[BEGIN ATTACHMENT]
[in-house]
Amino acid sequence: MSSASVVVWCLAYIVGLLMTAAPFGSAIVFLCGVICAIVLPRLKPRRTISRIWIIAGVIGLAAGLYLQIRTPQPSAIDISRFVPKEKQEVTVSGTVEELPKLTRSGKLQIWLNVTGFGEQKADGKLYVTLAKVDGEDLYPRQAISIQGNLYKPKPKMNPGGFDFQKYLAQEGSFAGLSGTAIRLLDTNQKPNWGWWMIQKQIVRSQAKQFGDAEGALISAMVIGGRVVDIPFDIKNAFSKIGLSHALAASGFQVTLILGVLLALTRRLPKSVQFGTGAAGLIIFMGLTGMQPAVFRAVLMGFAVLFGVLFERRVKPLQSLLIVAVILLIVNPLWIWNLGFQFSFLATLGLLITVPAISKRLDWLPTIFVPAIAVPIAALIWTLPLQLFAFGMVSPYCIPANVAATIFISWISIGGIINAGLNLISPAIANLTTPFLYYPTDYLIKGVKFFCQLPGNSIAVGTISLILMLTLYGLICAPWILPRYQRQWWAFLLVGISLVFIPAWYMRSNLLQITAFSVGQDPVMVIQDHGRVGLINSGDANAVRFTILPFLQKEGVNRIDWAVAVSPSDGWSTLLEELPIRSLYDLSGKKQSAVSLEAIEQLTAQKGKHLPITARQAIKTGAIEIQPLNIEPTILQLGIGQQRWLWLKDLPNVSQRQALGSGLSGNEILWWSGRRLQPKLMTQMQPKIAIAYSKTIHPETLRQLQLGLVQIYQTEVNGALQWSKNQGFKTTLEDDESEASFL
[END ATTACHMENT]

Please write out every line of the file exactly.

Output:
[in-house]
Amino acid sequence: MSSASVVVWCLAYIVGLLMTAAPFGSAIVFLCGVICAIVLPRLKPRRTISRIWIIAGVIGLAAGLYLQIRTPQPSAIDISRFVPKEKQEVTVSGTVEELPKLTRSGKLQIWLNVTGFGEQKADGKLYVTLAKVDGEDLYPRQAISIQGNLYKPKPKMNPGGFDFQKYLAQEGSFAGLSGTAIRLLDTNQKPNWGWWMIQKQIVRSQAKQFGDAEGALISAMVIGGRVVDIPFDIKNAFSKIGLSHALAASGFQVTLILGVLLALTRRLPKSVQFGTGAAGLIIFMGLTGMQPAVFRAVLMGFAVLFGVLFERRVKPLQSLLIVAVILLIVNPLWIWNLGFQFSFLATLGLLITVPAISKRLDWLPTIFVPAIAVPIAALIWTLPLQLFAFGMVSPYCIPANVAATIFISWISIGGIINAGLNLISPAIANLTTPFLYYPTDYLIKGVKFFCQLPGNSIAVGTISLILMLTLYGLICAPWILPRYQRQWWAFLLVGISLVFIPAWYMRSNLLQITAFSVGQDPVMVIQDHGRVGLINSGDANAVRFTILPFLQKEGVNRIDWAVAVSPSDGWSTLLEELPIRSLYDLSGKKQSAVSLEAIEQLTAQKGKHLPITARQAIKTGAIEIQPLNIEPTILQLGIGQQRWLWLKDLPNVSQRQALGSGLSGNEILWWSGRRLQPKLMTQMQPKIAIAYSKTIHPETLRQLQLGLVQIYQTEVNGALQWSKNQGFKTTLEDDESEASFL